Just like the newspaper industry itself, the Los Angeles Times may soon have to opt for new avenues — literally.
Onni Group, the developer in contract to purchase the 750,000-square-foot Art Deco landmark from the company formerly known as Tribune Media — and now called tronc — is planning to demolish parts of the complex to create a retail and residential mixed-use development.
Onni, a Vancouver-based firm which has been snatching up Downtown properties left and right in recent years, is buying the building at 202 West 1st Street for about $120 million, a source told the L.A. Business Journal. The core of the structure was built in 1935, but it was later expanded in 1973 to include a brown building on its west side. Onni is considering tearing down the newer portion to make way for apartments, the Business Journal reported.
The original structure, as well as an adjoining tower that rose in 1948, would remain and undergo office and retail renovations.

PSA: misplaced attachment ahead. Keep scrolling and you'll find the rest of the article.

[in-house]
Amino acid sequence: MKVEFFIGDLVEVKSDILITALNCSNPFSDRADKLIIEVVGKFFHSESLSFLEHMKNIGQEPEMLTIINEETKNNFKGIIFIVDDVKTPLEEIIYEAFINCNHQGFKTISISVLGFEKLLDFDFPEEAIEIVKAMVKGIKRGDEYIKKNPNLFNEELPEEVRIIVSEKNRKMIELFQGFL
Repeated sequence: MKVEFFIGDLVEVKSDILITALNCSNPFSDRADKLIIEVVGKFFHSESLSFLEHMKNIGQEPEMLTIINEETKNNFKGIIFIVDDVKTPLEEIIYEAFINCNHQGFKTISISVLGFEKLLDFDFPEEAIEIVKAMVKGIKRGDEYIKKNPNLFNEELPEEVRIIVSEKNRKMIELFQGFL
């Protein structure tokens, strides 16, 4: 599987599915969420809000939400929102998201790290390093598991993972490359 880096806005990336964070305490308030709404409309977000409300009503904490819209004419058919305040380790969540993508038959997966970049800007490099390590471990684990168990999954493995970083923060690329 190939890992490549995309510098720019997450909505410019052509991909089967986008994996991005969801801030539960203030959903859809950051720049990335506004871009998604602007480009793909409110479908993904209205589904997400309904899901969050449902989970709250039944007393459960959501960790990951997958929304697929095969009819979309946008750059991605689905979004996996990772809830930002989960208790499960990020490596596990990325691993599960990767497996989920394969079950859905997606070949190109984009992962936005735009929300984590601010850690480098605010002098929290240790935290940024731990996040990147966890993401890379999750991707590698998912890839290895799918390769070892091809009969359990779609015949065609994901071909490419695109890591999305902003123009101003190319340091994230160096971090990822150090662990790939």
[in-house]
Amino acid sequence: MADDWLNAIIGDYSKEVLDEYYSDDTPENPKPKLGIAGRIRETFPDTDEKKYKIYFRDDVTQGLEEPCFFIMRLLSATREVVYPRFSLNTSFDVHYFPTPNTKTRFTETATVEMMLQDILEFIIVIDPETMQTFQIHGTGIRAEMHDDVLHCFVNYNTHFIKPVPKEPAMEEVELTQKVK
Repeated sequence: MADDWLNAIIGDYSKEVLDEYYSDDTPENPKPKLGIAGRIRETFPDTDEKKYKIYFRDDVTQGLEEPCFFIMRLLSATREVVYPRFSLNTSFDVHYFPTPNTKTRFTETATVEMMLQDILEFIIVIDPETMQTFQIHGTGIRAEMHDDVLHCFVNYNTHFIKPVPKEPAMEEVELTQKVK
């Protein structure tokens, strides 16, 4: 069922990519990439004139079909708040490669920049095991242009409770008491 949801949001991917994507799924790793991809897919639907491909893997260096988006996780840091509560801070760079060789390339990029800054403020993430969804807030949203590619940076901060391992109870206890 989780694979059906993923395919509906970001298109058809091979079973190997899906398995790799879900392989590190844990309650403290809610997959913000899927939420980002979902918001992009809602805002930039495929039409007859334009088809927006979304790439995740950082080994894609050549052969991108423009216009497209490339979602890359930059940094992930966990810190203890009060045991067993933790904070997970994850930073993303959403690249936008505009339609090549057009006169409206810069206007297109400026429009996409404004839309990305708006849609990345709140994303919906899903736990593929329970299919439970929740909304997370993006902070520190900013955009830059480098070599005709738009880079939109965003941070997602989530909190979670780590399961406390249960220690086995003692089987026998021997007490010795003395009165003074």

But updating the property won’t be an easy — or cheap — venture. Bringing the building up to code, for instance, may be a painstaking process.
“The codes have gotten more and more strict, and all the agencies have gotten less and less lenient with old buildings,” architect Karin Liljegren told the Business Journal. “At the same time, you have the historic folks that have very specific guidelines on what you can or can’t do, and sometimes the two don’t line up.”
Not to mention, the historic status of the 1935 and 1948 structures will necessitate an environmental impact report for the demolition of the 1973 building.
As for the Times, which is currently leasing eight of the 10 floors, the option to stay is still available. But relocating is a likely choice as well; A move to a less clunky creative office space would be in line with tronc’s slimmed-down “content monetization” focus.
“We have a long-term lease in place with options to renew well into the future,” Times spokeswoman Hillary Manning told the Business Journal via email. “We are also very interested in exploring a new arrangement that would ensure an even better, more collaborative workspace.” [LABJ] — Cathaleen Chen